Emergency use is defined as the use of an investigational drug or biological product with a human subject in a life-threatening situation in which no standard acceptable treatment is available and in which there is not sufficient time to obtain IRB approval. The emergency use provision in the FDA regulations is an exemption from prior review and approval by the IRB. The exemption allows for one emergency use of a test article without prospective IRB review. FDA regulations require that any subsequent use of the investigational product at the institution have prospective IRB review and approval. FDA acknowledges, however, that it would be inappropriate to deny emergency treatment to a second individual if the only obstacle is that the IRB has not had sufficient time to convene a meeting to review the issue.
Life-threatening includes the scope of both life-threatening and severely debilitating, as defined below.
Institutional procedures may require that the IRB be notified prior to such use; however, this notification should not be construed as an IRB approval. Notification should be used by the IRB to initiate tracking to ensure that the investigator files a report within the five day time-frame. The FDA regulations do not provide for expedited IRB approval in emergency situations. Therefore, "interim," "compassionate," "temporary" or other terms for an expedited approval process are not authorized. An IRB must either convene and give "full board" approval of the emergency use or, if the conditions of 21 CFR 56.102(d) are met and it is not possible to convene a quorum within the time available, the use may proceed without any IRB approval.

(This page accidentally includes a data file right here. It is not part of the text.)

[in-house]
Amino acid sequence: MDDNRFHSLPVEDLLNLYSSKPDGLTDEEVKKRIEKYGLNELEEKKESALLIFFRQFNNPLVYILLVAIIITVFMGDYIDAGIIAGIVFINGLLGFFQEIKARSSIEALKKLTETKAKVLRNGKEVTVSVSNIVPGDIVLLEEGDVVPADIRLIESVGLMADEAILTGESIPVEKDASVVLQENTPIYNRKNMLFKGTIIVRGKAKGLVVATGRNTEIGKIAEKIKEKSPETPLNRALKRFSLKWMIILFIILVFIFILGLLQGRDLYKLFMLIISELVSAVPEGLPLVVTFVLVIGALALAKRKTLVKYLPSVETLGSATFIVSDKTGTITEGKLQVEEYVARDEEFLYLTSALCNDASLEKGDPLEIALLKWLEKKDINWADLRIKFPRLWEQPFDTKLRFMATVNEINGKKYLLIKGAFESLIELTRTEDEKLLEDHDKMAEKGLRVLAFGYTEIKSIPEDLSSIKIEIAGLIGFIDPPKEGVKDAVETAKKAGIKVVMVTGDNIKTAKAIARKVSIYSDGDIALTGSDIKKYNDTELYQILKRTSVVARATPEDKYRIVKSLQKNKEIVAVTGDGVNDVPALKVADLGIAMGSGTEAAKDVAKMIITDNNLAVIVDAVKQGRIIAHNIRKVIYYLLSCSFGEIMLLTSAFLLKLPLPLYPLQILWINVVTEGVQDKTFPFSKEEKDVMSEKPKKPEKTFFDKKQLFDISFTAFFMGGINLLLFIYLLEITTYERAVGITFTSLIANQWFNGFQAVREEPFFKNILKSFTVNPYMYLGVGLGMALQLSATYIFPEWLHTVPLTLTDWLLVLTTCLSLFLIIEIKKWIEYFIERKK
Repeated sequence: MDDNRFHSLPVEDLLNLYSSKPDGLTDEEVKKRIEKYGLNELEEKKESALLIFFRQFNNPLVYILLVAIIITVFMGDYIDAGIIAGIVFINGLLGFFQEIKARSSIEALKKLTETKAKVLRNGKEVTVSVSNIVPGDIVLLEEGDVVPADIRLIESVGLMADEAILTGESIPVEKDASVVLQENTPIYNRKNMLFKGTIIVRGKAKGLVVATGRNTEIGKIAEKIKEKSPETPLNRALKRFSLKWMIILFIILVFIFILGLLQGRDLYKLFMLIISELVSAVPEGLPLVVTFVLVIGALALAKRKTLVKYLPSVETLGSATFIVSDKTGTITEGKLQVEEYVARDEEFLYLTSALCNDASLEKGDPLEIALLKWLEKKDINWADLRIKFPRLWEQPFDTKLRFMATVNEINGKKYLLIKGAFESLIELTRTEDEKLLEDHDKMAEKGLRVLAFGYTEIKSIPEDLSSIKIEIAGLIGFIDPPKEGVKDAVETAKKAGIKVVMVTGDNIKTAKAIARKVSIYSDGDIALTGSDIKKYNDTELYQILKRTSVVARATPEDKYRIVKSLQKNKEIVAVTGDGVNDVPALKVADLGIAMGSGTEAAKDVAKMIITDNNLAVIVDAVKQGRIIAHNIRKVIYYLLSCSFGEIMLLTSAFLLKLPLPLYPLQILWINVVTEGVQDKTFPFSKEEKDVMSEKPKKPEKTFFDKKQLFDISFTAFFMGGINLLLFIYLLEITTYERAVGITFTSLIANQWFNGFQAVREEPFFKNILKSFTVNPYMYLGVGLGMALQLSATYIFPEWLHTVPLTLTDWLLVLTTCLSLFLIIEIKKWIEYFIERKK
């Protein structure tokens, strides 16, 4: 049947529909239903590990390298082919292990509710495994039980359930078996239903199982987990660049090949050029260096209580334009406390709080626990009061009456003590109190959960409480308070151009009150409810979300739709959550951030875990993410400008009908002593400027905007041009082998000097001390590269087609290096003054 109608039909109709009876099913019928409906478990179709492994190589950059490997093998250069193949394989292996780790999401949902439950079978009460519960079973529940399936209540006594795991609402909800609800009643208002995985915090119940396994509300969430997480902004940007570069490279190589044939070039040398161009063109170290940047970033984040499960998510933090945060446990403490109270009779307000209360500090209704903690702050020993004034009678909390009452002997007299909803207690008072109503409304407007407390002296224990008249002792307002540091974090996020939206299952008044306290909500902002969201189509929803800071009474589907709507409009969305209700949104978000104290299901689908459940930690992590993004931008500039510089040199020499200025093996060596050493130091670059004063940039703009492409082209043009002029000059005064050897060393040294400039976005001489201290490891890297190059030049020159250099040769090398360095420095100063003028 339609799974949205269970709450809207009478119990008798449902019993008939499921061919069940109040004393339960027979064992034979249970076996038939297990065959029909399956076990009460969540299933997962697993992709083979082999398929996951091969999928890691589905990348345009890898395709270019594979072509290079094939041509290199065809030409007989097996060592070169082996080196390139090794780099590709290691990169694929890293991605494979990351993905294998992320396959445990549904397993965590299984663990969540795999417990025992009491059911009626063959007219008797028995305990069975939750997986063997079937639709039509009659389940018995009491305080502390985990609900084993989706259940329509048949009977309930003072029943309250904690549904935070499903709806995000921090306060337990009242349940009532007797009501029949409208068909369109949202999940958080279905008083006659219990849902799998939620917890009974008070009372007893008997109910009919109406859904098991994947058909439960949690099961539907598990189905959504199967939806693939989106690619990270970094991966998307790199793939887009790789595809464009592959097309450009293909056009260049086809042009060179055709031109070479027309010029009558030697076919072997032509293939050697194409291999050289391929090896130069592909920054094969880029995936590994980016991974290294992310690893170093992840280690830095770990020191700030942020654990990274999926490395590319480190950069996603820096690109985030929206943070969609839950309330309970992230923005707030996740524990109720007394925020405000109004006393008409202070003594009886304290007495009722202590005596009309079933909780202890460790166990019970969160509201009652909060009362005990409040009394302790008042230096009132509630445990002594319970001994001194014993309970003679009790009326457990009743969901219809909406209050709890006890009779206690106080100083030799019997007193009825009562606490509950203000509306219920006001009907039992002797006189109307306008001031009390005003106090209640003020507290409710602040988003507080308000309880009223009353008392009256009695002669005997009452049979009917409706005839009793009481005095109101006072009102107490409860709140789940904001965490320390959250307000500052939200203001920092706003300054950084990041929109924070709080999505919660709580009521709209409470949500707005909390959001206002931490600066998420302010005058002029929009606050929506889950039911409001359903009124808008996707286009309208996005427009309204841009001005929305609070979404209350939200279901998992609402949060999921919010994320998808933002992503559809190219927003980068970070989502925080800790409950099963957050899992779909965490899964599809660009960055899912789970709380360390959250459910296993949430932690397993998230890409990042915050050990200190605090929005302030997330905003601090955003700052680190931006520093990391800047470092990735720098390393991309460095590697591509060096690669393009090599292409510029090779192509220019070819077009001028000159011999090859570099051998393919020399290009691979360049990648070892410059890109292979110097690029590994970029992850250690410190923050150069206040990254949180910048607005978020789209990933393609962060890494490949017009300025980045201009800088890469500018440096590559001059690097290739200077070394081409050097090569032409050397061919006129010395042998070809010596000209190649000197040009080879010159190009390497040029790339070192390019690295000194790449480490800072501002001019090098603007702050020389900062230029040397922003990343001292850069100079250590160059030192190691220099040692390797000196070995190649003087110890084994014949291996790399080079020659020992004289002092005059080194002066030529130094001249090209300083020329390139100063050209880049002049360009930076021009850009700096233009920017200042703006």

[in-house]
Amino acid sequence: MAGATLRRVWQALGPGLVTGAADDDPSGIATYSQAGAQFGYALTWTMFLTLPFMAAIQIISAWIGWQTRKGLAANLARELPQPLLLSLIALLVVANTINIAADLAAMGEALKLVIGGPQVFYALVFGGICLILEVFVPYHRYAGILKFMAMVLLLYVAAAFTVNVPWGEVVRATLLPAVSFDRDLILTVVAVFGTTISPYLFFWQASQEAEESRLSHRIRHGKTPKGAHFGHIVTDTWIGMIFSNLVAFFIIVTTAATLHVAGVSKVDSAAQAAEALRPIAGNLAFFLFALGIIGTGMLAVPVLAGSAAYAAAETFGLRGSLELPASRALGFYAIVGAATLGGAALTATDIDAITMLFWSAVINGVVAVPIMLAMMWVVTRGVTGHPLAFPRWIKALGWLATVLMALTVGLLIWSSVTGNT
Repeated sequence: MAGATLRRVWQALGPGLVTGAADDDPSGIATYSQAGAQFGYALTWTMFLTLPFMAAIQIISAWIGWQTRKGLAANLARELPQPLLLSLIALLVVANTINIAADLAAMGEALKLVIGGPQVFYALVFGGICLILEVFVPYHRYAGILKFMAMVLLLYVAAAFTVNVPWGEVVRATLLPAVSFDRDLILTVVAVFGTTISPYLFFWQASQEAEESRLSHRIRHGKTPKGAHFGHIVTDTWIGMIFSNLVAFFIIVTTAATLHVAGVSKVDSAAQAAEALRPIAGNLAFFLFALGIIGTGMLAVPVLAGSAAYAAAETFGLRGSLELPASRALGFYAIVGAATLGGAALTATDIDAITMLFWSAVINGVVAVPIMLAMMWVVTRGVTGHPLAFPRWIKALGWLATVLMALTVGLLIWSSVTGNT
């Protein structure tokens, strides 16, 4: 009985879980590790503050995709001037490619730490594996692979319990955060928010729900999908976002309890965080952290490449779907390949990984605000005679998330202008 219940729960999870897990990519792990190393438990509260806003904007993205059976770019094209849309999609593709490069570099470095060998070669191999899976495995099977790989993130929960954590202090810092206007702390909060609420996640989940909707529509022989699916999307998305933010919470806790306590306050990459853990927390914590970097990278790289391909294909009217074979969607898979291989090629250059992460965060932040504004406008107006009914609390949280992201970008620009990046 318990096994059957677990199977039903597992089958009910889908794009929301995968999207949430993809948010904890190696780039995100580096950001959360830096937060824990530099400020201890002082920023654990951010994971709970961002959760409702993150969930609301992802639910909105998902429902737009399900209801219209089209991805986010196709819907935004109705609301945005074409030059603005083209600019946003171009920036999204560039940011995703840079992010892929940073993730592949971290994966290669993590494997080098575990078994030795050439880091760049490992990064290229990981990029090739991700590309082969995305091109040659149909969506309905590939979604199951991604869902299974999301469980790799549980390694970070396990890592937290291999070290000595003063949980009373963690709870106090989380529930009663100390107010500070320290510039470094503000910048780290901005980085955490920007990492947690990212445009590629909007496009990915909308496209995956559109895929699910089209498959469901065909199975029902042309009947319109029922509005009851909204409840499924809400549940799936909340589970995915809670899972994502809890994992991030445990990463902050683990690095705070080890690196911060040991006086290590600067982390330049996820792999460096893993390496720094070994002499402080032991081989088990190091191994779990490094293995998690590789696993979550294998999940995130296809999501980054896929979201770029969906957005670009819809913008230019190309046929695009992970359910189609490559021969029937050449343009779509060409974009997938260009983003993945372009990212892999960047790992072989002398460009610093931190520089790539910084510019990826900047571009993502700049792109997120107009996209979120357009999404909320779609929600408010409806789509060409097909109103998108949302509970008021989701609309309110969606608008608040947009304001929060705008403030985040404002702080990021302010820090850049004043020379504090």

Some manufacturers will agree to allow the use of the test article, but their policy requires "an IRB approval letter" before the test article will be shipped. If it is not possible to convene a quorum of the IRB within the time available, some IRBs have sent to the sponsor a written statement that the IRB is aware of the proposed use and considers the use to meet the requirements of 21 CFR 56.104(c). Although, this is not an "IRB approval," the acknowledgment letter has been acceptable to manufacturers and has allowed the shipment to proceed.